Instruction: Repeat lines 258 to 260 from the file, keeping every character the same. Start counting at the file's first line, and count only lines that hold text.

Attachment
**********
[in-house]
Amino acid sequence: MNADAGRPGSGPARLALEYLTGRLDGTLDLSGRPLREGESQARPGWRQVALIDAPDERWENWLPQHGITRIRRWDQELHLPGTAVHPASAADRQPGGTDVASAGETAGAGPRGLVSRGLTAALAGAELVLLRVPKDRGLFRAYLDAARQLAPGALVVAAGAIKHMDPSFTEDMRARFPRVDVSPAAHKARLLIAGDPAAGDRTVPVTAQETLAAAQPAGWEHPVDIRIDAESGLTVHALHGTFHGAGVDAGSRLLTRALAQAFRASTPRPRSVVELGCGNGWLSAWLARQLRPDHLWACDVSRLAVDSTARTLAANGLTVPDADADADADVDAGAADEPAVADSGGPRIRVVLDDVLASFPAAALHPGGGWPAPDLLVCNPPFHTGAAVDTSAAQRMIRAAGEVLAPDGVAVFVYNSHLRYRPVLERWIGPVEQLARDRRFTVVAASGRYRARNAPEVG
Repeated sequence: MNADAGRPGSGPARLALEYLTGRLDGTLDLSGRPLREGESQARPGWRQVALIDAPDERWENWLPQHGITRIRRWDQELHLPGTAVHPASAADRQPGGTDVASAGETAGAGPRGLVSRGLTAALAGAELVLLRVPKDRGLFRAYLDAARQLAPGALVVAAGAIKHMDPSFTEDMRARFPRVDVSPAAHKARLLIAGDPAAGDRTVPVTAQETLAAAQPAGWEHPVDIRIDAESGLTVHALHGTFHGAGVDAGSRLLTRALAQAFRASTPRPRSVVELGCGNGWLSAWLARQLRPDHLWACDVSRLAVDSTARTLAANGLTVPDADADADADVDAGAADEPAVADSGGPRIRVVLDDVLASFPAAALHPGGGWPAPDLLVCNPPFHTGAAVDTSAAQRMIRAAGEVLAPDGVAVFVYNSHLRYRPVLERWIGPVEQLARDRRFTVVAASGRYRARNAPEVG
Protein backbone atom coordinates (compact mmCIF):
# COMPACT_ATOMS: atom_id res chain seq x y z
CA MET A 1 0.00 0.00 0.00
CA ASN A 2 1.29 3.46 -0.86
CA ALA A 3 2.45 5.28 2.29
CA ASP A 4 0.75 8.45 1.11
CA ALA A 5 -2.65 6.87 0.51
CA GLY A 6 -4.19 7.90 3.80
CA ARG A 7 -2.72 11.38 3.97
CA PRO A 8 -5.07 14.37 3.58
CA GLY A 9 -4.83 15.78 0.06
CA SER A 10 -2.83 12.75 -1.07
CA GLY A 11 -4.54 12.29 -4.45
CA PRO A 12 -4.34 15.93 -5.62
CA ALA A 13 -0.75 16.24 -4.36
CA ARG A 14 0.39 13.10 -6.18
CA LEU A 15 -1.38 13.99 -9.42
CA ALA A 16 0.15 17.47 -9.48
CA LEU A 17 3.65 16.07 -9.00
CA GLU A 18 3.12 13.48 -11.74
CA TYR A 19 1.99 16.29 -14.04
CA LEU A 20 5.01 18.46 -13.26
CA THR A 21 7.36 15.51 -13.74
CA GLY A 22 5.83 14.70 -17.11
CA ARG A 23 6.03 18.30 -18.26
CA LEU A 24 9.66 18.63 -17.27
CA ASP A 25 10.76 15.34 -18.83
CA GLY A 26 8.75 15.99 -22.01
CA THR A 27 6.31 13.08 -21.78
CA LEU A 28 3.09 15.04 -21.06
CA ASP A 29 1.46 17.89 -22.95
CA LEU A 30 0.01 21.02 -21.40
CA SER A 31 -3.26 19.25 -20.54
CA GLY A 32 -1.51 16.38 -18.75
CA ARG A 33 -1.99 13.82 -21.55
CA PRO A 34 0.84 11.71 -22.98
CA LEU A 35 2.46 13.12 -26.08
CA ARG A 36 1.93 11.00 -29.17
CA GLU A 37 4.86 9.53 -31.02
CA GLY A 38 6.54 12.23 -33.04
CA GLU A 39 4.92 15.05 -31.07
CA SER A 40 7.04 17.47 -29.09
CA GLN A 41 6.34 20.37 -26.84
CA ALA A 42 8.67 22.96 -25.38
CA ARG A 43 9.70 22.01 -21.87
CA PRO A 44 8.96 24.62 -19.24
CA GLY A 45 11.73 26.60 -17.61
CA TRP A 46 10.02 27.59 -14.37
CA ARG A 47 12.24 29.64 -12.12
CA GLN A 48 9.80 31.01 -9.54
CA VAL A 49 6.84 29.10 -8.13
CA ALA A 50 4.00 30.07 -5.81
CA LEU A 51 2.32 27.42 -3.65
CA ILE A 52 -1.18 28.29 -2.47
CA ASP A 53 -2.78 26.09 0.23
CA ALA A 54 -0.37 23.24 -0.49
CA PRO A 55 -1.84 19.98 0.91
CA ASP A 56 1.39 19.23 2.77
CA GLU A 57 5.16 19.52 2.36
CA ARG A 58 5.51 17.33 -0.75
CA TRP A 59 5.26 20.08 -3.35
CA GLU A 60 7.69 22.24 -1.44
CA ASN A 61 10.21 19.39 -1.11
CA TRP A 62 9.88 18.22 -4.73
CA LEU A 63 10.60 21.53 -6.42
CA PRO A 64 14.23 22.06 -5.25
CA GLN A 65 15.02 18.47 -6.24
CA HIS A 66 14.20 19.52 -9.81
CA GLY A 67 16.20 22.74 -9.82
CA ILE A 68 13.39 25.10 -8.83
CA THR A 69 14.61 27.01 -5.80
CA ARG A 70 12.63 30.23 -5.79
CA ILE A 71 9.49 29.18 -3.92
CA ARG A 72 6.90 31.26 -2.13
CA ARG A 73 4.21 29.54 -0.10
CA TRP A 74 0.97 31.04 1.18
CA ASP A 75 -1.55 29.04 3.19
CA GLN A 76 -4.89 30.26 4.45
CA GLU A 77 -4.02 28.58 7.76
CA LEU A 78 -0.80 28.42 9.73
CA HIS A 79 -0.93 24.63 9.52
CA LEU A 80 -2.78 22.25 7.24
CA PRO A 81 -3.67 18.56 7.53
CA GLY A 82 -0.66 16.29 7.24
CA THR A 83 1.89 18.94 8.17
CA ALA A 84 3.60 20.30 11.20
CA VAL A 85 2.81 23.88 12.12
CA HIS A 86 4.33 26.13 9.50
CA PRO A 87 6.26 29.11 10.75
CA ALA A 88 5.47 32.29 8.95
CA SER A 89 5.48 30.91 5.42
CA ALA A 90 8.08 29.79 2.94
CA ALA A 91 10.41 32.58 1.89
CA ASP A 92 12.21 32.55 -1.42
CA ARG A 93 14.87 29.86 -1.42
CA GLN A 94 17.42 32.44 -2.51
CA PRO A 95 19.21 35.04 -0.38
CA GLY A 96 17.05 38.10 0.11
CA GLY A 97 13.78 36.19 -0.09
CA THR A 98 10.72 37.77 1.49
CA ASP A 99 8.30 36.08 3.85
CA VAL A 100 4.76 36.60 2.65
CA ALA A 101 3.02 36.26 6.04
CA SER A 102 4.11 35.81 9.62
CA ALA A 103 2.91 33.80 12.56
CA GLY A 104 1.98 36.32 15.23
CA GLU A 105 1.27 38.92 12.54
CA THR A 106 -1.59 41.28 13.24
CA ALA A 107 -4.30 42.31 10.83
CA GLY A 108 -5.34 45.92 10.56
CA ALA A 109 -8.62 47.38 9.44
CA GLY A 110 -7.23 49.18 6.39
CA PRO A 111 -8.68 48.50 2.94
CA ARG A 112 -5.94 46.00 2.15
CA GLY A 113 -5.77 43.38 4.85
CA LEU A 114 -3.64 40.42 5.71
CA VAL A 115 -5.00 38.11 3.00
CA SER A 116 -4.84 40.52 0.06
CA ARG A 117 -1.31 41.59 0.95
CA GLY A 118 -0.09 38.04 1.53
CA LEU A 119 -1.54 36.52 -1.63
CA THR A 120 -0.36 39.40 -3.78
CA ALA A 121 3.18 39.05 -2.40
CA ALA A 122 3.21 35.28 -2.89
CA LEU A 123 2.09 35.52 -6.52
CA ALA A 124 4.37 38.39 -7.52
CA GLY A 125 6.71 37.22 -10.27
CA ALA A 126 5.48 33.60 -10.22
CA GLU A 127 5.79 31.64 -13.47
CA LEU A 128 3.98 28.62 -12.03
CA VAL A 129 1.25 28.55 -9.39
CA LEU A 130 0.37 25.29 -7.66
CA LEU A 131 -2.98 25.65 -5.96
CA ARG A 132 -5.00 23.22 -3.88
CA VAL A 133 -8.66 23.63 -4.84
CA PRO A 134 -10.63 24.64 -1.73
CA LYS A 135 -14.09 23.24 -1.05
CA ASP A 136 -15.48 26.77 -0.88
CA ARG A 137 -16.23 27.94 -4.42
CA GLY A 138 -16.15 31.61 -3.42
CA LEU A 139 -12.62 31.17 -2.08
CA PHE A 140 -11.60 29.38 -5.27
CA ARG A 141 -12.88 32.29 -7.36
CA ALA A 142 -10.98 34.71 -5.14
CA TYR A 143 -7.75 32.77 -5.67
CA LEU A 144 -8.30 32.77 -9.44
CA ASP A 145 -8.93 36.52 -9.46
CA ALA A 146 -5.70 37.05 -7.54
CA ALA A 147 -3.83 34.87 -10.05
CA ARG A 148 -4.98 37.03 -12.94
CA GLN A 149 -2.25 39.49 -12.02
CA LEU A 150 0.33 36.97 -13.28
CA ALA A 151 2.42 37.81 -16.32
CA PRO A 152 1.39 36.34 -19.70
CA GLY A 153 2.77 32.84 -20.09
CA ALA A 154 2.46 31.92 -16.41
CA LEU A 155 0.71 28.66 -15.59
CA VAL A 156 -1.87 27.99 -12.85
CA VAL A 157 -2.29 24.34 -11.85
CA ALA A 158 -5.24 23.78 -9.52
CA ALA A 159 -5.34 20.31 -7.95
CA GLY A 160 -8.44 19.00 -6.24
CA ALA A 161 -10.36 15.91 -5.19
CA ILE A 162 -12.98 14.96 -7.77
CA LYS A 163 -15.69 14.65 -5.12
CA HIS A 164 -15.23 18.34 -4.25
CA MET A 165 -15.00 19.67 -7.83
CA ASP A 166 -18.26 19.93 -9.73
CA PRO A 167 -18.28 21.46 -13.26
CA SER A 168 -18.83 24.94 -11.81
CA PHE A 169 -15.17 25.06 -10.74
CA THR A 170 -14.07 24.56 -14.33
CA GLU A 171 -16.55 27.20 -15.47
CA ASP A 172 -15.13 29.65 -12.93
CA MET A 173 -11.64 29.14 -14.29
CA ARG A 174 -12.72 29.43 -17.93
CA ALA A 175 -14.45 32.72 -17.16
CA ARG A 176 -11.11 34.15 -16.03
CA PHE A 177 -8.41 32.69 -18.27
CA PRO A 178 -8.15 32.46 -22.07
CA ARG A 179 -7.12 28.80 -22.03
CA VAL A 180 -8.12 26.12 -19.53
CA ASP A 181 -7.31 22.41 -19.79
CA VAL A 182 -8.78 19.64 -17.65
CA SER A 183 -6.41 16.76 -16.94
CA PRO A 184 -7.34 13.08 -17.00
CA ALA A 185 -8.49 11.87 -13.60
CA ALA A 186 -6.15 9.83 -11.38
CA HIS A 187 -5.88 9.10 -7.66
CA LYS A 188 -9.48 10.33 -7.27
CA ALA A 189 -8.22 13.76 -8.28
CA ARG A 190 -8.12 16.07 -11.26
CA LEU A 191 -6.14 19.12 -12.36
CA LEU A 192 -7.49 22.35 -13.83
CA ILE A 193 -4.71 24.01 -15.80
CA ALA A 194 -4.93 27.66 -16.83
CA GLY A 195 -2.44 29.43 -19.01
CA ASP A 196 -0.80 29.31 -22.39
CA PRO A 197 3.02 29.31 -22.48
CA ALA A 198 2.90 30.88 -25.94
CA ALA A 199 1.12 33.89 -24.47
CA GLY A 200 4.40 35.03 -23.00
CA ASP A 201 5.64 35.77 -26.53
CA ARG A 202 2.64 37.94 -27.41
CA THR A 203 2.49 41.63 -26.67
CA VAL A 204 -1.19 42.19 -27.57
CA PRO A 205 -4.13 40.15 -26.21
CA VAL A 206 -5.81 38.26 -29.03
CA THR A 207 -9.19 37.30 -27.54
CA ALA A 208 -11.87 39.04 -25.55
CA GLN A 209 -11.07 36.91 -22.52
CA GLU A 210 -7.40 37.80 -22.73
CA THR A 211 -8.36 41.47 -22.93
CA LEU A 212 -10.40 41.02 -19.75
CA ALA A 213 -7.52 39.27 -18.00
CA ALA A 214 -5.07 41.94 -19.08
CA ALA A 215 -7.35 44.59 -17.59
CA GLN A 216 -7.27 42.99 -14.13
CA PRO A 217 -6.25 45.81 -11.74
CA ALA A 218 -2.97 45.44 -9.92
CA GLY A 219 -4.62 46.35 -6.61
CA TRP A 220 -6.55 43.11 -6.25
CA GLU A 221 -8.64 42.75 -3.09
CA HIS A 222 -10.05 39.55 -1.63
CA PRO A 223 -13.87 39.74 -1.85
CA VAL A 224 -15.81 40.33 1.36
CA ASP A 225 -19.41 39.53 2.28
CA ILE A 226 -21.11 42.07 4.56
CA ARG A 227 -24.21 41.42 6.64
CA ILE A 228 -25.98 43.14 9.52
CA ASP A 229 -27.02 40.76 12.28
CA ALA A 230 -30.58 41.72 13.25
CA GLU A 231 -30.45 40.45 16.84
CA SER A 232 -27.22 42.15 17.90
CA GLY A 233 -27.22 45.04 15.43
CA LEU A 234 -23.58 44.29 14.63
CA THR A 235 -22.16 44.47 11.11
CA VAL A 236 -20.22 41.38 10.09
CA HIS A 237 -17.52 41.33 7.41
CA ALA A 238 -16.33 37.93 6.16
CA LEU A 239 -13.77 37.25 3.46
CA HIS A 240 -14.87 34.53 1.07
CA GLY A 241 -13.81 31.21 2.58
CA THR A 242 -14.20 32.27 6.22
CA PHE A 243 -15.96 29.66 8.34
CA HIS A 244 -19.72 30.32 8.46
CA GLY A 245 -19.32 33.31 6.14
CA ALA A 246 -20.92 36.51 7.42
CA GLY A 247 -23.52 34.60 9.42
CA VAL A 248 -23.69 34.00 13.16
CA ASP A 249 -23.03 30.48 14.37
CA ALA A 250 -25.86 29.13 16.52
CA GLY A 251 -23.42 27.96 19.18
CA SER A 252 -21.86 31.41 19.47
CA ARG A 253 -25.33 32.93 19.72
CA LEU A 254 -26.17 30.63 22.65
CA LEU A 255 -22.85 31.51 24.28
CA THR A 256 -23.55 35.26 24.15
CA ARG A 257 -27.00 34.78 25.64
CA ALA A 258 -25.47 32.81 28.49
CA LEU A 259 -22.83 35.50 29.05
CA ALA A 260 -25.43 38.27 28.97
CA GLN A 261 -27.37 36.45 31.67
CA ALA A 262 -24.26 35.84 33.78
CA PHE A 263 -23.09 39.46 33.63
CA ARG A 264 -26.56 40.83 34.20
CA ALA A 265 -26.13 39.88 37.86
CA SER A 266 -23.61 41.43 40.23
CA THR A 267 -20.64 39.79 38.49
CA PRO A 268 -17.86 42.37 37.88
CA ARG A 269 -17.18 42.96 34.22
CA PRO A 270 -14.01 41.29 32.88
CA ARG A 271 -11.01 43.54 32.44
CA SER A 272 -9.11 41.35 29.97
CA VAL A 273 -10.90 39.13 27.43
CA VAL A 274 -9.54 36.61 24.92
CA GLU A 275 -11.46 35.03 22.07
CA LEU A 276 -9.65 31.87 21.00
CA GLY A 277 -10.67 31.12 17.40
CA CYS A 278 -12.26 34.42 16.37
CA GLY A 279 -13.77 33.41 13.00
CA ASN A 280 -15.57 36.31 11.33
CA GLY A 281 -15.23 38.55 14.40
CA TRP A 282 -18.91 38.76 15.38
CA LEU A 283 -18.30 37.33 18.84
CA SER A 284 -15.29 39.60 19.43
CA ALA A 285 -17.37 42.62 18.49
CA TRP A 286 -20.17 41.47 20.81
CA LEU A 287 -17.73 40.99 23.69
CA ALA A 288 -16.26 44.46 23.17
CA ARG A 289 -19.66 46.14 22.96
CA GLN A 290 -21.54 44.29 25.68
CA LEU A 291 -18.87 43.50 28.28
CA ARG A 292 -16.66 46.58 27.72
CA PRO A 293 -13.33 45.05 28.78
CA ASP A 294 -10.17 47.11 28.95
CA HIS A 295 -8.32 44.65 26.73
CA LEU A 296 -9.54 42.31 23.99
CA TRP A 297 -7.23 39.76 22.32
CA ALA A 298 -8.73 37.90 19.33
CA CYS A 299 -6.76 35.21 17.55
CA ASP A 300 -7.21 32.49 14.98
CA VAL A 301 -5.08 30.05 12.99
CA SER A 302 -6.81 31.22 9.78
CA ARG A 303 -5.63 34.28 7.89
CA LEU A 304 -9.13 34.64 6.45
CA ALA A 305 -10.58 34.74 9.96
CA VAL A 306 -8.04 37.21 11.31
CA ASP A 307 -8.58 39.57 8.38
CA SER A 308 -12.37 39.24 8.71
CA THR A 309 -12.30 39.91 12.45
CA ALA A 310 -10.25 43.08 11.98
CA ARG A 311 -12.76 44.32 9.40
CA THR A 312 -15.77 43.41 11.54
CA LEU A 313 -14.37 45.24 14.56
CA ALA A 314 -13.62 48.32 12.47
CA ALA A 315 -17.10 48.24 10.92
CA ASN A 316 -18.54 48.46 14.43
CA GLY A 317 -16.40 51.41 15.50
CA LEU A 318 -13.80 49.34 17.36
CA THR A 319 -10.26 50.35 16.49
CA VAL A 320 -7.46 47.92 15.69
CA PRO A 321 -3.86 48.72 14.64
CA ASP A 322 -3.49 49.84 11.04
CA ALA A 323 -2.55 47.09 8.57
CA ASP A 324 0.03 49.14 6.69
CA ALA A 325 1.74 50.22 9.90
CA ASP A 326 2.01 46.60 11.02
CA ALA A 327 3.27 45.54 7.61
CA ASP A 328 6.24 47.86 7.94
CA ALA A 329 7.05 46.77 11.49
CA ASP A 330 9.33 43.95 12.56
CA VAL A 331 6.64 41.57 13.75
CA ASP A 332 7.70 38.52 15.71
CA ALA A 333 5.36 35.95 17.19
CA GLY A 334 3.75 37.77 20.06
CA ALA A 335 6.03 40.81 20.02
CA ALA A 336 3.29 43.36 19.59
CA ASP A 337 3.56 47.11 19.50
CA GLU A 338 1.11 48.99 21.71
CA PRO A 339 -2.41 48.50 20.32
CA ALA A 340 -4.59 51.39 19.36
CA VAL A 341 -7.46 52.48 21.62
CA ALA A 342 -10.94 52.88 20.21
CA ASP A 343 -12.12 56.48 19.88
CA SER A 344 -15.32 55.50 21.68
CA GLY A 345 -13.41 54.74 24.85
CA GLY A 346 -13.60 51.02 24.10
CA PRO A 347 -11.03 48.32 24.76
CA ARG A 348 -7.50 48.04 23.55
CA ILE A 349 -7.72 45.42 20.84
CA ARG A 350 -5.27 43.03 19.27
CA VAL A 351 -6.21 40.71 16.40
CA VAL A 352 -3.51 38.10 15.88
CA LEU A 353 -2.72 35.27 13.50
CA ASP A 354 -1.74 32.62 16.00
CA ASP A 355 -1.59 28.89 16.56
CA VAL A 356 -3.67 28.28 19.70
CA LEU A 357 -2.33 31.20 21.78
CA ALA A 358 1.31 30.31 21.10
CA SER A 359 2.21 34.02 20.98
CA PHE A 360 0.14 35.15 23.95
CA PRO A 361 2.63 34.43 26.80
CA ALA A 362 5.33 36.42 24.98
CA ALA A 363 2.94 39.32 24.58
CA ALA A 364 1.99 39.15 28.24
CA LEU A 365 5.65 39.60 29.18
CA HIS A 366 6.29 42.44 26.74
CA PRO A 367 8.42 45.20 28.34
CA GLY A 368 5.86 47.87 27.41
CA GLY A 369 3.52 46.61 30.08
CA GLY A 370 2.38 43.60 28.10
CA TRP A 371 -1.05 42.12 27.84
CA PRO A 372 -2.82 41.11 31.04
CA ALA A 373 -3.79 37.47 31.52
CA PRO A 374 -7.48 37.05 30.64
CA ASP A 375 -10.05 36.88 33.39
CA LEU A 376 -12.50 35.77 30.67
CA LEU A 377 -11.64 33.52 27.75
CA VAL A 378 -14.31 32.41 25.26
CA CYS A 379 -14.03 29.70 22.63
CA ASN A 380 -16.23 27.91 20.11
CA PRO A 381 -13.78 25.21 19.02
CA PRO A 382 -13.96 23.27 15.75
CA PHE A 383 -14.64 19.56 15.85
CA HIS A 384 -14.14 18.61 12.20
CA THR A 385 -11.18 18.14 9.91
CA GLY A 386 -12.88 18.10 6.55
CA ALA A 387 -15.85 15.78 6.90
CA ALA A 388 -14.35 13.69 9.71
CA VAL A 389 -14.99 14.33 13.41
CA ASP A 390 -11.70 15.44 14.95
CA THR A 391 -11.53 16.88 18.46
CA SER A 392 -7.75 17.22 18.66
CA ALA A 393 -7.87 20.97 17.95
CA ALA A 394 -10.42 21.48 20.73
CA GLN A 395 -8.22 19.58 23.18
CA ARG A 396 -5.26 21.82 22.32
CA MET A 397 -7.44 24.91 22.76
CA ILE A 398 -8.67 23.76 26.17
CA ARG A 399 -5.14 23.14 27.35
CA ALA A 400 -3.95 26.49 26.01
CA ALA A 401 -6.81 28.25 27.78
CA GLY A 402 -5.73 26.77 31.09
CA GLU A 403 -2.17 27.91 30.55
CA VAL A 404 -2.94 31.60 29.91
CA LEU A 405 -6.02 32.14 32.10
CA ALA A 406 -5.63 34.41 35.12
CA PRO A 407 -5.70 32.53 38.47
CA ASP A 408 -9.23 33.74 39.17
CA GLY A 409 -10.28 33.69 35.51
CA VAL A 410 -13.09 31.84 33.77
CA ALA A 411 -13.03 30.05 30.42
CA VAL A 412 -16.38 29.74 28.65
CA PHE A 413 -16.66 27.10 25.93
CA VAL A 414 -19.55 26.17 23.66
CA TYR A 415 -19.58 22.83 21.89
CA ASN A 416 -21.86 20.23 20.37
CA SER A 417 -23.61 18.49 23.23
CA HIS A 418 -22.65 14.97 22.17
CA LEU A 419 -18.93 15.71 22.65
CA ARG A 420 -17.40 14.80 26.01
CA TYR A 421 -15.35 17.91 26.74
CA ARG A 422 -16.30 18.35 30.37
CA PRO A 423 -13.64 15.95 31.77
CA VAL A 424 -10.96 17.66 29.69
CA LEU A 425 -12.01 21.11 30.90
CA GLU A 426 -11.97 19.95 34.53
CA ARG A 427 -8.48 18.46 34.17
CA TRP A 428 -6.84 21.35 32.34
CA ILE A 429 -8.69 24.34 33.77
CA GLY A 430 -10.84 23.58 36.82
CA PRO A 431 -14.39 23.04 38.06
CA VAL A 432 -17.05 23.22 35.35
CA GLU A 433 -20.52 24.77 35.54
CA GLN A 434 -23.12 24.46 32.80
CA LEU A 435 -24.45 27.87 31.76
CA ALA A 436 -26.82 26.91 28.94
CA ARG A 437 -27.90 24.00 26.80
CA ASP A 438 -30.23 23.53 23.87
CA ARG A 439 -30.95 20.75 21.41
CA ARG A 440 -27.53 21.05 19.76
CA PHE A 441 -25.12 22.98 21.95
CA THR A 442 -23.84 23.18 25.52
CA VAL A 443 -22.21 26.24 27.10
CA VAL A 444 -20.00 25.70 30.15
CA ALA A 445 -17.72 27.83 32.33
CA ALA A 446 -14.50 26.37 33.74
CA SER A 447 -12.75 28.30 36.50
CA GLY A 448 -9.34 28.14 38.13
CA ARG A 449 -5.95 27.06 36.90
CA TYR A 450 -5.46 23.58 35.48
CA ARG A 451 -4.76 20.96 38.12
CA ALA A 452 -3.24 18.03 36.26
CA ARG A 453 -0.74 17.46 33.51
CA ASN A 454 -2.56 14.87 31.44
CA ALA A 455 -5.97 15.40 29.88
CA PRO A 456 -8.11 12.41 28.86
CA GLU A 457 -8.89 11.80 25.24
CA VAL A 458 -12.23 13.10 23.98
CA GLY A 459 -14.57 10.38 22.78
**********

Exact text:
CA ARG A 253 -25.33 32.93 19.72
CA LEU A 254 -26.17 30.63 22.65
CA LEU A 255 -22.85 31.51 24.28